BOSTON — As the game wore on, it began to feel like watching the same episode of SportsCenter again and again.
Each time the ball hit the rim, you simply knew either Pau Gasol or Andrew Bynum was coming away with the rebound, and more than likely was about to turn it into points.
It was the issue that cost the Celtics the NBA title two years ago. It was the biggest reason they fell short to the Miami Heat in the playoffs last season, and it became clear once again last night it would again be a tremendous problem down the stretch this season.
The Celtics, who lost 88-87 in OT, simply do not have the bodies to contend in the frontcourt.
Boston's struggling big men were once again toasted by the Lakers' bigs last night. The C's were out-rebounded 55-45, a stat that does not begin to illustrate the dominance.
Whether it was Gasol outworking the Celtics' front court for a putback, such as his tap-in with 9.8 to go in regulation, or Bynum outjumping three Celtics for a rebound and adding a hoop, it was trouble all night for the C's.
"People don't realize how big these two are," said Lakers forward Troy Murphy. "They touch the rim without jumping. With Bynum's size and Pau's skill it's tough for any team to match up."
That was certainly the case with the Celtics. Facing the Lakers with a frontcourt of Kevin Garnett, who looked older than ever last night, Jermaine O'Neal, who is well past his prime, and the likes of journeyman Chris Wilcox, Boston was totally outmatched.
Garnett looked old and soft around the rim, happy to settle for jump shots, O'Neal was once again a non-factor with just six rebounds in 32:56 and Wilcox grabbed just three rebounds in 12:49, and was stuffed by Murphy on a dunk attempt.
The Lakers' twin towers, on the other hand, were immense. Gasol scored 25 points, two off Kobe Bryant's game-high, and grabbed 14 rebounds while Bynum had 16 points to go with 17 rebounds. Even Murphy added nine boards.
Yes, that Troy Murphy. The Troy Murphy that could not get off the bench last season for the Celtics, playing sparingly in just 17 games.
"We talked about it before the game that with a longer team you have to hit them," said Celtics coach Doc Rivers. "I bet they got four or five rebounds when we had the inside position. They just reached over us."
But it was the way they did it, easily out-jumping and out-muscling the old and passive Celtics big men. From the onset the Laker guards were lobbing it to their bigs for dunks, and when the likes of KG dared venture inside the paint, he ended up being rejected by Gasol.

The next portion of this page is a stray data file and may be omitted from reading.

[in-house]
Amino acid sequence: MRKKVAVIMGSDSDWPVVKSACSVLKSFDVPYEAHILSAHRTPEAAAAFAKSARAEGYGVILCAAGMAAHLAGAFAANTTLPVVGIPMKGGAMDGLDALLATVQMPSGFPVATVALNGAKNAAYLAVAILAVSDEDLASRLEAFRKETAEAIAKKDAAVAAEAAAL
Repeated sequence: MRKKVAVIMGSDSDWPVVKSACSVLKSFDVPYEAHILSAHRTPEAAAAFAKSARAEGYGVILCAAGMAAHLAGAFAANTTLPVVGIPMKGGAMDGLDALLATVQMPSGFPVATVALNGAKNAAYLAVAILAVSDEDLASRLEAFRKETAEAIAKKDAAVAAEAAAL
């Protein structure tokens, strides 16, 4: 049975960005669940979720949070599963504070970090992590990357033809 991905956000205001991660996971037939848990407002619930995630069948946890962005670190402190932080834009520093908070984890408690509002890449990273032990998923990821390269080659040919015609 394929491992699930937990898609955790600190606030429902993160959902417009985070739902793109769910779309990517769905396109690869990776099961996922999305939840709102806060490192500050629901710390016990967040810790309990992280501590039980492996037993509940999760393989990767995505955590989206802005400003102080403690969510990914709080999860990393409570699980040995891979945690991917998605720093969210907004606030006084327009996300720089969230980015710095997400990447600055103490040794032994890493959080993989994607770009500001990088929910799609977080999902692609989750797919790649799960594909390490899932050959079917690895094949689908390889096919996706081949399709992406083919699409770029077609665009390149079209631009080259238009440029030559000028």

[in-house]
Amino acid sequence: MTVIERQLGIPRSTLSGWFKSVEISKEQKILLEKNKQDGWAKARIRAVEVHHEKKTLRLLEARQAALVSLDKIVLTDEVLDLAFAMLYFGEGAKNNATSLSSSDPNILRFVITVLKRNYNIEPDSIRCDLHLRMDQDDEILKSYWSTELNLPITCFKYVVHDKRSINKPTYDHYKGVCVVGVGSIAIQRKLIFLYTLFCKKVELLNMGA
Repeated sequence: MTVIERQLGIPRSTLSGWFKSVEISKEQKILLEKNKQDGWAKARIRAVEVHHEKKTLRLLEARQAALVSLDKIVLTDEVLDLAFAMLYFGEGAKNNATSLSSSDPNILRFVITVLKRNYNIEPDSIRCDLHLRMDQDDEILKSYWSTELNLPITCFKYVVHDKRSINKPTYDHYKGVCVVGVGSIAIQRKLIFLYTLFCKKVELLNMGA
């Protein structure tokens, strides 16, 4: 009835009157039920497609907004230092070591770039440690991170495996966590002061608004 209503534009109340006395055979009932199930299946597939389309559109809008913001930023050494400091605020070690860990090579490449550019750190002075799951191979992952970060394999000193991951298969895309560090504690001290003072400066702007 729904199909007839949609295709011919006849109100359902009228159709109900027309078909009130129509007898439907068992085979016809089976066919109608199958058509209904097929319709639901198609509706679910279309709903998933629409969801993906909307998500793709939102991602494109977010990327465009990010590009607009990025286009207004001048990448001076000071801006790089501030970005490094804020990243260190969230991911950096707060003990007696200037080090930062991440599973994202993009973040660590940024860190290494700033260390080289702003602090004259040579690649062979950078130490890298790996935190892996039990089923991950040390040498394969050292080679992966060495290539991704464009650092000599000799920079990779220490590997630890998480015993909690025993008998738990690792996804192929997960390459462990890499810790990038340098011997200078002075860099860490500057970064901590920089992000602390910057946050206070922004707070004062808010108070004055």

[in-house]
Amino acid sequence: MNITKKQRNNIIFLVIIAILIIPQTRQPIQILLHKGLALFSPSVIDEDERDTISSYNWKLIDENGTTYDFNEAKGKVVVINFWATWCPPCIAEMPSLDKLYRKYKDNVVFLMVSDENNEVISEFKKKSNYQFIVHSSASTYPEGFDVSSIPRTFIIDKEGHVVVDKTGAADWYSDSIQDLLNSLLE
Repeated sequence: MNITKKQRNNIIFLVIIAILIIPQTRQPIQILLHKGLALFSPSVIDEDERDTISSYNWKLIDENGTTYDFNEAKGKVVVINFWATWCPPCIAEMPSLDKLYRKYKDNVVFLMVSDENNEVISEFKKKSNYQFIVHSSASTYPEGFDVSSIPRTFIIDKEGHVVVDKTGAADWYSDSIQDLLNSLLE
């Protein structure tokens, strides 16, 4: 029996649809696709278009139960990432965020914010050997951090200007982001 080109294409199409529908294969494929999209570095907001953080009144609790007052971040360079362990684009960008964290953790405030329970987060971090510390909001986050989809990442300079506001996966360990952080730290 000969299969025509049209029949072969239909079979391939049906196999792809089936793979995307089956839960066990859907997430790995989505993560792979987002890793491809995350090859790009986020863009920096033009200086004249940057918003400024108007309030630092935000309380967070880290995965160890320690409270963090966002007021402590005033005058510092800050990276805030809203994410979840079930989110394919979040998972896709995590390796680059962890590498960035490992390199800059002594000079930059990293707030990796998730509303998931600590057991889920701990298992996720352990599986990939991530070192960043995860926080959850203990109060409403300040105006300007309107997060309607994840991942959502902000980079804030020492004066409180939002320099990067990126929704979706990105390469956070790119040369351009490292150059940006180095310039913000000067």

The Lakers finished with 24 second-chance points, compared to just 13 for the Celtics.
"We both have length and are able to stay active on the glass and play athletically," said Bynum. "When we are both rebounding, it's going to make it very hard for teams."
That was sure the case last night in Boston, but that was nothing new. It was the Laker big guys, not Kobe, who won them the Finals two years ago.
The big man situation was so dire that the topic of former Celtic Rasheed Wallace, who Rivers spoke to at the Duke/North Carolina game on Wednesday, was even raised. And Rasheed hasn't played since the 2010 NBA Finals.
"They are so long and so good," said Rivers. "I think we did a good job on Kobe, but every time we made a stop they got an offensive rebound."
Pierce an All-Star
While the Celtics suffered a tough loss to the Lakers last night, Boston captain Paul Pierce did have reason to celebrate before the game, as he was named an NBA All-Star for the 10th time, and for the fifth straight year.
"It's a great achievement for Paul," said Rivers. "Going in front of Larry (Bird on the Celtics' all-tie scoring list) is enough for one week, and to be named to the All-Star game is the cherry on top."
Pierce is averaging 18.4 points per game, and has found his groove of late.
But, unlike previous seasons, The Truth won't have any travel companions as ageless Ray Allen, struggling Garnett and Rajon Rondo, who has battled injury, were not named to the team. All four were All-Stars a season ago.
Rivers scoffed at the idea that having his battle-weary veterans resting at home instead of in Orlando is a good thing.
"I'd love for them all to be going," he said. "It's a great honor. Our record doesn't help. But I think the voting was way too early this season. They should have given it at least another week."